Good excuses for bad behavior

Good excuses for bad behavior

By: By Lisa Smartt

My boys have taught me many things over the years. One thing they’ve made clear is that most of what they get in trouble for is utterly and completely not their fault. God bless these two little innocent souls. Their motives are gravely misunderstood by their parents. They are victims, pure and simple.
“Yes, I whacked him, but it’s not my fault. He looked at me like he was getting ready to hit me.”
“I didn’t feed the dogs because they looked like they were still full from last night.”
“I forgot my math book, but it’s not my fault. Memory has just never been my best subject.”
“I hid dirty clothes under my bed because I feel bad about your having to do so much laundry.”
“Yes, I tackled him, but it’s not my fault. He ate the last graham cracker.”
“My towel and dirty clothes are on the bathroom floor because I could hear the TV in the living room and that crazy TV distracted me.”
“Yes, we got into Daddy’s tool box. But we did it because we wanted to organize the tools as a surprise for him.”
“Yes, we burned the house to the ground. We knew you and Daddy love campfires.” (OK. Thankfully, that one didn’t happen. But I’m not naïve enough to say it’s impossible. As a parent, I’ve learned to use the word “impossible” quite sparingly.)
Excuses. Excuses. Excuses. Don’t worry. I’m not seeking to humiliate my fine children in this column. They’re no different than the rest of us. We all love a good excuse. Here are some of the favorite adult excuses for bad behavior:
“I didn’t vote because it’s too inconvenient.”
“I’m fat because fat runs in my family. Who has time to work out? Maybe I’m just big-boned.”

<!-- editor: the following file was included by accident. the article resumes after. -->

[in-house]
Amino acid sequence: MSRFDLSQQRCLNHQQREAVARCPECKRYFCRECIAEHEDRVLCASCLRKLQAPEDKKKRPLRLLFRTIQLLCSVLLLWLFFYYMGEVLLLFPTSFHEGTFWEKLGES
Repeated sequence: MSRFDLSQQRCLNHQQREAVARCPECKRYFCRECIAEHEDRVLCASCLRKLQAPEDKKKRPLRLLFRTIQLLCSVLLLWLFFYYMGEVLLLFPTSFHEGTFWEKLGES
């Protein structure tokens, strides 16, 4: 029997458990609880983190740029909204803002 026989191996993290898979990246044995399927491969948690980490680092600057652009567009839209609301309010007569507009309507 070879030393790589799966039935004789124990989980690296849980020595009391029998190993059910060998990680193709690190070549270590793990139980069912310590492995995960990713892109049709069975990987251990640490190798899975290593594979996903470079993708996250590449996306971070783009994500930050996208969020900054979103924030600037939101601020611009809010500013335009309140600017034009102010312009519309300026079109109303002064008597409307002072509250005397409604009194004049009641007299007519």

“Sure, I yell at my kids. But, it’s their fault for making me so angry.”
“Hunting laws are just ‘general’ guidelines. Breaking them doesn’t hurt anyone.”
“I’m late because the traffic was just horrible.” (Hint: Don’t try this in rural northwest Tennessee. No, really. If you want to look like a complete idiot, just tell your employer that you’re late because the traffic in Hornbeak was bumper to bumper.)
“Yes, I sometimes humiliate my spouse in public. But you don’t know what I’ve had to live with over the years.”
“I lied to the telemarketer. But hey, those folks are sub-human.”
Is it possible that adults teach children the fine art of making excuses? I think it’s entirely possible. This is not a column about bad behavior. Every human being behaves badly sometimes. It’s about telling the truth about our bad behavior. Let’s look at the difference by re-vamping some typical adult excuses:
“I didn’t vote. But it was wrong. I should have taken the time to vote out of respect for my freedom.”
“I’m fat because I eat too much and have made bad choices concerning exercise. Will you help me improve in that area?”
“Sometimes, I yell at my kids. Yelling is out-of-control anger and I should always apologize.”
“I’m late because I didn’t leave the house on time. It’s completely my fault.”
Refreshing, isn’t it? The people I respect most in this life are not flawless people. The people I respect most are those who are willing to tell the truth about their flaws. John Maxwell, in his excellent book, “The 360 Degree Leader” says it so well, “You can’t grow from the position of an excuse.” Well said, John Maxwell. I hope this column has been helpful and well-written. But, if not, please accept my apology. No excuses.
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Editor’s note: Lisa Smartt’s column appears each Wednesday in the Friends and Neighbors section of The Messenger. Mrs. Smartt is the wife of Philip Smartt, the University of Tennessee at Martin parks and recreation and forestry professor, and is mother to two boys, Stephen and Jonathan. She is a freelance writer and speaker. Her book “The Smartt View: Life, Love, and Cluttered Closets” is available at The Messenger, The University of Tennessee at Martin bookstore or by mail for $10, plus $2 shipping. Send checks to Lisa Smartt, 300 Parrott Road, Dresden TN 38225. She can be reached by e-mail at lisa@lisasmartt.com.
Published in The Messenger 4.30.08

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